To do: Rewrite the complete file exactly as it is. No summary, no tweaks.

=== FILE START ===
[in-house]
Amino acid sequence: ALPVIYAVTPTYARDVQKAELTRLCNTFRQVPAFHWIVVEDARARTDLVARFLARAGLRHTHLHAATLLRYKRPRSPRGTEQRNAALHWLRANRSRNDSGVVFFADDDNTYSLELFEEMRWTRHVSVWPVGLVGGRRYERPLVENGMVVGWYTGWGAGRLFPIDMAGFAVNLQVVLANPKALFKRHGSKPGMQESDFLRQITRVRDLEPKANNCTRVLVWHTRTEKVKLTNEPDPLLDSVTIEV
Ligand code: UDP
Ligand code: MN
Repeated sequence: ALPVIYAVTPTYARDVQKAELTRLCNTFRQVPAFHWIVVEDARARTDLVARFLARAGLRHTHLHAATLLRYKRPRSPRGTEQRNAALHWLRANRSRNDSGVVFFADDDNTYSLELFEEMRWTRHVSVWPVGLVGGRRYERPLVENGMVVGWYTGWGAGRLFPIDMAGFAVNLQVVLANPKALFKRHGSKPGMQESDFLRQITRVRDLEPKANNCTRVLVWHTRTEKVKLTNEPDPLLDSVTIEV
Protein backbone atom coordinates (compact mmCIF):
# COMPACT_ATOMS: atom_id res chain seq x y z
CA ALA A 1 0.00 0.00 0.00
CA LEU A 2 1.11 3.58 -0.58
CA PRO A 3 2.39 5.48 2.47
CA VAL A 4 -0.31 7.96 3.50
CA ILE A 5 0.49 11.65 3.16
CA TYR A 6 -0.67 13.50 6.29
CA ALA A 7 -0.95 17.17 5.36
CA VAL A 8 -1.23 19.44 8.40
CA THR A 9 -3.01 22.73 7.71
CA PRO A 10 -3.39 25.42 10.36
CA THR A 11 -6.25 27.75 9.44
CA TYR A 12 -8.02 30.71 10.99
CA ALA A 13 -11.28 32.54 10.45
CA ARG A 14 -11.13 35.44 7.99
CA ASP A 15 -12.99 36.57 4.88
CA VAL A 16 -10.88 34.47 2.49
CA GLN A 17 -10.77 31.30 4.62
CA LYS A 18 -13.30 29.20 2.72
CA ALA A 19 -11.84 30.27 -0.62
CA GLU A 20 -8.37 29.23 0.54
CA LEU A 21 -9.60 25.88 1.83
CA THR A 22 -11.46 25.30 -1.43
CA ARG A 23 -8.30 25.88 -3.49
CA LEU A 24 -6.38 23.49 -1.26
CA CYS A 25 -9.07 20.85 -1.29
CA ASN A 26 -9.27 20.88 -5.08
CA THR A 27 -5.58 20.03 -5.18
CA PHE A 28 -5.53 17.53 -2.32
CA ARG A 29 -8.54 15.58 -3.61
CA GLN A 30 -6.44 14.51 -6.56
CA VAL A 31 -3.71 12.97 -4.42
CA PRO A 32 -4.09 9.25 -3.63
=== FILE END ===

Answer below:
[in-house]
Amino acid sequence: ALPVIYAVTPTYARDVQKAELTRLCNTFRQVPAFHWIVVEDARARTDLVARFLARAGLRHTHLHAATLLRYKRPRSPRGTEQRNAALHWLRANRSRNDSGVVFFADDDNTYSLELFEEMRWTRHVSVWPVGLVGGRRYERPLVENGMVVGWYTGWGAGRLFPIDMAGFAVNLQVVLANPKALFKRHGSKPGMQESDFLRQITRVRDLEPKANNCTRVLVWHTRTEKVKLTNEPDPLLDSVTIEV
Ligand code: UDP
Ligand code: MN
Repeated sequence: ALPVIYAVTPTYARDVQKAELTRLCNTFRQVPAFHWIVVEDARARTDLVARFLARAGLRHTHLHAATLLRYKRPRSPRGTEQRNAALHWLRANRSRNDSGVVFFADDDNTYSLELFEEMRWTRHVSVWPVGLVGGRRYERPLVENGMVVGWYTGWGAGRLFPIDMAGFAVNLQVVLANPKALFKRHGSKPGMQESDFLRQITRVRDLEPKANNCTRVLVWHTRTEKVKLTNEPDPLLDSVTIEV
Protein backbone atom coordinates (compact mmCIF):
# COMPACT_ATOMS: atom_id res chain seq x y z
CA ALA A 1 0.00 0.00 0.00
CA LEU A 2 1.11 3.58 -0.58
CA PRO A 3 2.39 5.48 2.47
CA VAL A 4 -0.31 7.96 3.50
CA ILE A 5 0.49 11.65 3.16
CA TYR A 6 -0.67 13.50 6.29
CA ALA A 7 -0.95 17.17 5.36
CA VAL A 8 -1.23 19.44 8.40
CA THR A 9 -3.01 22.73 7.71
CA PRO A 10 -3.39 25.42 10.36
CA THR A 11 -6.25 27.75 9.44
CA TYR A 12 -8.02 30.71 10.99
CA ALA A 13 -11.28 32.54 10.45
CA ARG A 14 -11.13 35.44 7.99
CA ASP A 15 -12.99 36.57 4.88
CA VAL A 16 -10.88 34.47 2.49
CA GLN A 17 -10.77 31.30 4.62
CA LYS A 18 -13.30 29.20 2.72
CA ALA A 19 -11.84 30.27 -0.62
CA GLU A 20 -8.37 29.23 0.54
CA LEU A 21 -9.60 25.88 1.83
CA THR A 22 -11.46 25.30 -1.43
CA ARG A 23 -8.30 25.88 -3.49
CA LEU A 24 -6.38 23.49 -1.26
CA CYS A 25 -9.07 20.85 -1.29
CA ASN A 26 -9.27 20.88 -5.08
CA THR A 27 -5.58 20.03 -5.18
CA PHE A 28 -5.53 17.53 -2.32
CA ARG A 29 -8.54 15.58 -3.61
CA GLN A 30 -6.44 14.51 -6.56
CA VAL A 31 -3.71 12.97 -4.42
CA PRO A 32 -4.09 9.25 -3.63